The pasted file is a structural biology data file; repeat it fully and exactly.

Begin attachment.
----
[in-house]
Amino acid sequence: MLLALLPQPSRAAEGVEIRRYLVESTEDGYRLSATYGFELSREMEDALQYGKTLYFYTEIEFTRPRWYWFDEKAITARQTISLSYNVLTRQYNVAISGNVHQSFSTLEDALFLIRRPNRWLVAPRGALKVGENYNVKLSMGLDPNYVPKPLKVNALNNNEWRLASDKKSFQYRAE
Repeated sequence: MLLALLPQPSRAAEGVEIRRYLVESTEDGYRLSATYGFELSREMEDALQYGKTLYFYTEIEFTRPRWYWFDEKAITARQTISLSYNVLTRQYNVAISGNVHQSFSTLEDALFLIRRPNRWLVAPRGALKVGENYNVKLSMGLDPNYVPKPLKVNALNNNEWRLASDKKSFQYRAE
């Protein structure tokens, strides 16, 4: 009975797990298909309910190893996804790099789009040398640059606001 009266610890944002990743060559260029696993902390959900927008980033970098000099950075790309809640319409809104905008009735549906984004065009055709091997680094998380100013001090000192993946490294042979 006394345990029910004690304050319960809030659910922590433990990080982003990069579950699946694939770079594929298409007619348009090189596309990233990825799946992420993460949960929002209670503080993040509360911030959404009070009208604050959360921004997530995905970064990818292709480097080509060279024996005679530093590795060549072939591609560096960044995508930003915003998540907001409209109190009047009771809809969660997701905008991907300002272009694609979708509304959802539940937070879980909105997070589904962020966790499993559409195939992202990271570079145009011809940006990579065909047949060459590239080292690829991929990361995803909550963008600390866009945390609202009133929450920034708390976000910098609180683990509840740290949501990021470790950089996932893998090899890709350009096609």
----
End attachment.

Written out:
[in-house]
Amino acid sequence: MLLALLPQPSRAAEGVEIRRYLVESTEDGYRLSATYGFELSREMEDALQYGKTLYFYTEIEFTRPRWYWFDEKAITARQTISLSYNVLTRQYNVAISGNVHQSFSTLEDALFLIRRPNRWLVAPRGALKVGENYNVKLSMGLDPNYVPKPLKVNALNNNEWRLASDKKSFQYRAE
Repeated sequence: MLLALLPQPSRAAEGVEIRRYLVESTEDGYRLSATYGFELSREMEDALQYGKTLYFYTEIEFTRPRWYWFDEKAITARQTISLSYNVLTRQYNVAISGNVHQSFSTLEDALFLIRRPNRWLVAPRGALKVGENYNVKLSMGLDPNYVPKPLKVNALNNNEWRLASDKKSFQYRAE
């Protein structure tokens, strides 16, 4: 009975797990298909309910190893996804790099789009040398640059606001 009266610890944002990743060559260029696993902390959900927008980033970098000099950075790309809640319409809104905008009735549906984004065009055709091997680094998380100013001090000192993946490294042979 006394345990029910004690304050319960809030659910922590433990990080982003990069579950699946694939770079594929298409007619348009090189596309990233990825799946992420993460949960929002209670503080993040509360911030959404009070009208604050959360921004997530995905970064990818292709480097080509060279024996005679530093590795060549072939591609560096960044995508930003915003998540907001409209109190009047009771809809969660997701905008991907300002272009694609979708509304959802539940937070879980909105997070589904962020966790499993559409195939992202990271570079145009011809940006990579065909047949060459590239080292690829991929990361995803909550963008600390866009945390609202009133929450920034708390976000910098609180683990509840740290949501990021470790950089996932893998090899890709350009096609």